Interesting article in The Guardian this week about natural wine and its development. I think David Williams has it about right. There is a spirit of punk about the natural wine movement. As someone who lived through the punk music scene of 77 and saw all the top punk bands, other than the Sex Pistols sadly, I can see the parallels. The reaction against convention and the big business aspects, the desire for something more straightforward and honest, no more overblown music / wine. Maybe that is why natural wines appeal to me, that link to the music of my past and the similar philosophy. Though I can’t spike my hair anymore.
Have a look at this poster for La Remise, a natural wine salon in Arles in March which I described on the Tastings page.
Remind you of anything? This?
David points out that many people have a real antipathy towards natural wines just as many people did towards punk. Never mind that you haven’t experienced it just criticise because it’s new and it doesn’t fit convention. Or because you missed its start so don’t want to be seen as a latecomer. Utter boll**** as the album says.
He is right too that not everything is good. I saw and heard and bought some absolute rubbish in punk music. For every New Rose there was a Generation X song. Or Plastic Bertrand! I have tasted some of the ‘bacterial murk’ in natural wines and many that I would never want to taste again. But there was New Rose and Anarchy and White Riot and Blank Generation. And there is Barral and Fahl and Pardet and Foillard and Métras and ….
However punk had a long lasting influence in the way that music was made from grunge to thrash metal to rap. And the way that music is made, the independent labels etc and the publish it yourself attitude we see online these days. It makes people think and question the way they do things. Many winemakers are rethinking their approaches to sulphur even if they don’t want to eliminate their use. So too natural producers often forego the big labels and go their own way, Vin de France rather than AOP for example. And look at some of these:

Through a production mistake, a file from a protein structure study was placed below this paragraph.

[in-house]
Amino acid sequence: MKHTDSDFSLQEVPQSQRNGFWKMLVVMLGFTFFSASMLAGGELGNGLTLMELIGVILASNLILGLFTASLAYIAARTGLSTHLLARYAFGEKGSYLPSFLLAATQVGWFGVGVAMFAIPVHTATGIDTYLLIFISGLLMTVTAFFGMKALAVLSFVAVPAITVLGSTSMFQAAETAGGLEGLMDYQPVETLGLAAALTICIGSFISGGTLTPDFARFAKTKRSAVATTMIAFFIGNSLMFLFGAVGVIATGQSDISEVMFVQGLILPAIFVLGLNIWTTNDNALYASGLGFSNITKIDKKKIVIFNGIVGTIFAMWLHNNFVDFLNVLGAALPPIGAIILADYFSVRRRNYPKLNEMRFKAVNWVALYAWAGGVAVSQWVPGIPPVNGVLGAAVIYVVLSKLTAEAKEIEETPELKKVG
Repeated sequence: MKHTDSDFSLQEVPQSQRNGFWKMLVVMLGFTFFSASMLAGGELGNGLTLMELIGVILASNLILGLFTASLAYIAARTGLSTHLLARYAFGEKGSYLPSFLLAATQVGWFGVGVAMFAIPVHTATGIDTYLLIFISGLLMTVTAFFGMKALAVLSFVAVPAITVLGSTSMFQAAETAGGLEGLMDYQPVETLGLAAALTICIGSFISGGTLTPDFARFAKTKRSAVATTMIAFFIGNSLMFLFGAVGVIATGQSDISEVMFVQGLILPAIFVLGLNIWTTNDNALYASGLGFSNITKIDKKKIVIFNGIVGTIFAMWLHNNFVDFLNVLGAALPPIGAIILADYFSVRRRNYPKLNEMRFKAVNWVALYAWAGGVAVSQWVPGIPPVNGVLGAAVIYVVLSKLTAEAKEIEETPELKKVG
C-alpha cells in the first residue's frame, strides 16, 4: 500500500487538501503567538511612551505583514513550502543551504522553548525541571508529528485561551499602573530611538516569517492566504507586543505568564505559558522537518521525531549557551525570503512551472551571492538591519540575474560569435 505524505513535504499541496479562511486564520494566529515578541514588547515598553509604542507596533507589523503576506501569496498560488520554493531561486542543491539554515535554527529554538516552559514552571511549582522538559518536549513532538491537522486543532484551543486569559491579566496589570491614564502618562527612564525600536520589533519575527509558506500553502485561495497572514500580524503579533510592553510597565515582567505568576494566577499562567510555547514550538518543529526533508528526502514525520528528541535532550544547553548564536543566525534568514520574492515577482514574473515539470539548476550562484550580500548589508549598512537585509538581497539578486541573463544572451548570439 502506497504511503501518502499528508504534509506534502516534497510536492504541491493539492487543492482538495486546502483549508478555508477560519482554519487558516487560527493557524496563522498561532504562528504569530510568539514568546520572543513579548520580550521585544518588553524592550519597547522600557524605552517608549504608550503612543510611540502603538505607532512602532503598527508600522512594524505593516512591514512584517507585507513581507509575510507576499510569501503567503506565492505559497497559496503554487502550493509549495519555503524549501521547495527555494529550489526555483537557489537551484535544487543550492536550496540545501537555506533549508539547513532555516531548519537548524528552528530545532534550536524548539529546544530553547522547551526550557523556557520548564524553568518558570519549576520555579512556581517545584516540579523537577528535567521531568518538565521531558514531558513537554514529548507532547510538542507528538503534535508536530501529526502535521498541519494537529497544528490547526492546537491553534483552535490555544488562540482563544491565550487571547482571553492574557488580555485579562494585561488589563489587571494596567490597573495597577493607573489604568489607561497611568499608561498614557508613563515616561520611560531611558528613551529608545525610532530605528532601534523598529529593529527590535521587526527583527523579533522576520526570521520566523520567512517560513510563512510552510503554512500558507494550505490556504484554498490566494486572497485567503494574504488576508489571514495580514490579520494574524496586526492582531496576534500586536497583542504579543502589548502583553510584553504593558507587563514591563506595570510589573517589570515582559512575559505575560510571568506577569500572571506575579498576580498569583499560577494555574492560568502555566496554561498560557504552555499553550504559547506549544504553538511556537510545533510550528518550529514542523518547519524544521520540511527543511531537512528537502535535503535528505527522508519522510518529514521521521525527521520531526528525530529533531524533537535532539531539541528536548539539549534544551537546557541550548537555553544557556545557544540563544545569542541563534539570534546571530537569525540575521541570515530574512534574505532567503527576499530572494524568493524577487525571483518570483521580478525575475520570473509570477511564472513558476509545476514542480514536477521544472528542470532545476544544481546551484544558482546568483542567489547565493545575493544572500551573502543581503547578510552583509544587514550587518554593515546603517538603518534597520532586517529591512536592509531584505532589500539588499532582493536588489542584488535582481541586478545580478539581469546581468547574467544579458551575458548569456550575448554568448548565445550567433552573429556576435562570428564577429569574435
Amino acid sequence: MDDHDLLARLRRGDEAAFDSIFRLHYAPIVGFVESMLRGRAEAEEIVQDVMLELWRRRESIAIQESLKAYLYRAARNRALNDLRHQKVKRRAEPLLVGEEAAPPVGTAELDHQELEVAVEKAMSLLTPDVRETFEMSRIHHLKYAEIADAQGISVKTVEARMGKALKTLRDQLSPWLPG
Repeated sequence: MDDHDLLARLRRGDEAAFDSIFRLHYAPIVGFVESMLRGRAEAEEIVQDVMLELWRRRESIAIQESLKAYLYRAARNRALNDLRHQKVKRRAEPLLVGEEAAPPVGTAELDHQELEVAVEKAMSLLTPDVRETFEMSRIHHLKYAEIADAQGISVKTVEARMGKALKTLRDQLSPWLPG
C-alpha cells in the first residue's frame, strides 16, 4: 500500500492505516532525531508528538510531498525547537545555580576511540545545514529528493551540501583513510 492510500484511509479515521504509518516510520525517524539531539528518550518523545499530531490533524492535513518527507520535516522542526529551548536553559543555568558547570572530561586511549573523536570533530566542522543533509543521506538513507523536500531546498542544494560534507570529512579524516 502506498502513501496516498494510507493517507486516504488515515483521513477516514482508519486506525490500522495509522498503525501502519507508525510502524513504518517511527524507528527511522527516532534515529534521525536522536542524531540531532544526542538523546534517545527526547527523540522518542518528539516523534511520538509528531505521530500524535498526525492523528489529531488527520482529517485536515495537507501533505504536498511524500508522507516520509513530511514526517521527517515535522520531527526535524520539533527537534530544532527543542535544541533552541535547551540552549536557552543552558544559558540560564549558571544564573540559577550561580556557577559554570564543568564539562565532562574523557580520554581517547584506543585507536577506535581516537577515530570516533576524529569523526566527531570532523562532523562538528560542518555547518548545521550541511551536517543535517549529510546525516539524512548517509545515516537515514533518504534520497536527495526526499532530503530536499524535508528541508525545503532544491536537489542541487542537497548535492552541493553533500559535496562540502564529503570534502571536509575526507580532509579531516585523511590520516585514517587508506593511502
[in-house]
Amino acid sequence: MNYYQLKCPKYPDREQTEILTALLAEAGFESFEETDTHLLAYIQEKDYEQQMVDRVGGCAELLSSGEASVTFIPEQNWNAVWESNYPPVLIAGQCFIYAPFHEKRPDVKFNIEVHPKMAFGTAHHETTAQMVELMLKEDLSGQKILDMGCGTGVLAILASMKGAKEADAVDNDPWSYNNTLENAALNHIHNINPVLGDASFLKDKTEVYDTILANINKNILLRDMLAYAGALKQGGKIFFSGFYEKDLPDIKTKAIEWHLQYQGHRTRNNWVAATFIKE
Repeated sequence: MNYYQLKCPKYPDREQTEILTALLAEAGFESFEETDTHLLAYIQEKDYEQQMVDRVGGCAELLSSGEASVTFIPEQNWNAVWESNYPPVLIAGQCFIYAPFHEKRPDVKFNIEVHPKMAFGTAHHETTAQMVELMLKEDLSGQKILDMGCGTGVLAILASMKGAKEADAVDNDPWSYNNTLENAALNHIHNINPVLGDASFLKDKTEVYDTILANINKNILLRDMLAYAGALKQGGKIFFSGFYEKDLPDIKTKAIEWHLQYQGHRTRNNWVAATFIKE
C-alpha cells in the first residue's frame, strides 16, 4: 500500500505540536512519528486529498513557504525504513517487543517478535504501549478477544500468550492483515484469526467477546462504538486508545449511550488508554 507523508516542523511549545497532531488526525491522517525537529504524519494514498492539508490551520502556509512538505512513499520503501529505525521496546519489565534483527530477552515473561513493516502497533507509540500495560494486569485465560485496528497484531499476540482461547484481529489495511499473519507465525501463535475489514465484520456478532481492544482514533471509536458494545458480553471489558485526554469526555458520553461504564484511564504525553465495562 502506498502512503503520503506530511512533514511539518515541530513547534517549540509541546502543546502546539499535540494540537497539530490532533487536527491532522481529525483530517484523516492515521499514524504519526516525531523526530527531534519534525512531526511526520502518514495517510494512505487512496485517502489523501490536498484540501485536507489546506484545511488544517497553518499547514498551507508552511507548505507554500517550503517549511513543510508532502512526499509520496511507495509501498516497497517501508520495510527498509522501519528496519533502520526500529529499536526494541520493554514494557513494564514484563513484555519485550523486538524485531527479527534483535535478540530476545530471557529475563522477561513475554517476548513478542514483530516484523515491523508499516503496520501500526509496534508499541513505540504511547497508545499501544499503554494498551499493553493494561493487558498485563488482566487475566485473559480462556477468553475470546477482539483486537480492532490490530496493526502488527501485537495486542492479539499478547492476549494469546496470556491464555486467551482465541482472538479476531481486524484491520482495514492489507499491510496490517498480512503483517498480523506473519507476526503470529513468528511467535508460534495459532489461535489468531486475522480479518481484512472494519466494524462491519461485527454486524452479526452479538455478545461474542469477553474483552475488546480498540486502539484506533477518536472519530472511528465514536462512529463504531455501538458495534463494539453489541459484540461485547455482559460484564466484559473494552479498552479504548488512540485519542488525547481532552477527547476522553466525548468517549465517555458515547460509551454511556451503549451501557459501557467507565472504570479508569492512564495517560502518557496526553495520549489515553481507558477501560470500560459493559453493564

Punk was a reaction to triple albums of mind numbing drum solos performed by posing, preposterous public schoolboys. Natural wines are a reaction to overextracted, 200% oaked, jammy Parkerised gloop. Instead of twiddling the knobs on the mixing desk or reverse osmosis machine let the music or the grape speak for itself.
Perhaps too press reaction is coloured by its loss of control? No longer the arbiters of taste and what is good. Instead fanzines for punk and now blogs for music and wine are the, apologies for this, grapevine. Fewer free tours to Bordeaux, Beaune or Buenos Aires can make those journalists turn sour.
Many natural winemakers will fall away, as did punk bands. Some will shine then fade quickly. Others will live long or develop. A new wave. But natural wine is here to stay as Williams says. The movement is widespread in the heartlands of France, Italy and Spain. People do like the freshness and vibrancy. Yes there is an annoying trendiness but as that settles we are left with some great wines which will endure.
The article recommends Classe of Jeff Coutelou and it is a great wine. This is a wine that should definitely stay and not go. This is wine made by a free thinker and a creative artist. Joe Strummer’s songs led The Clash from punk fringe to recognition as top class. Oh and notice anything?
Now then who’s the Johnny Rotten?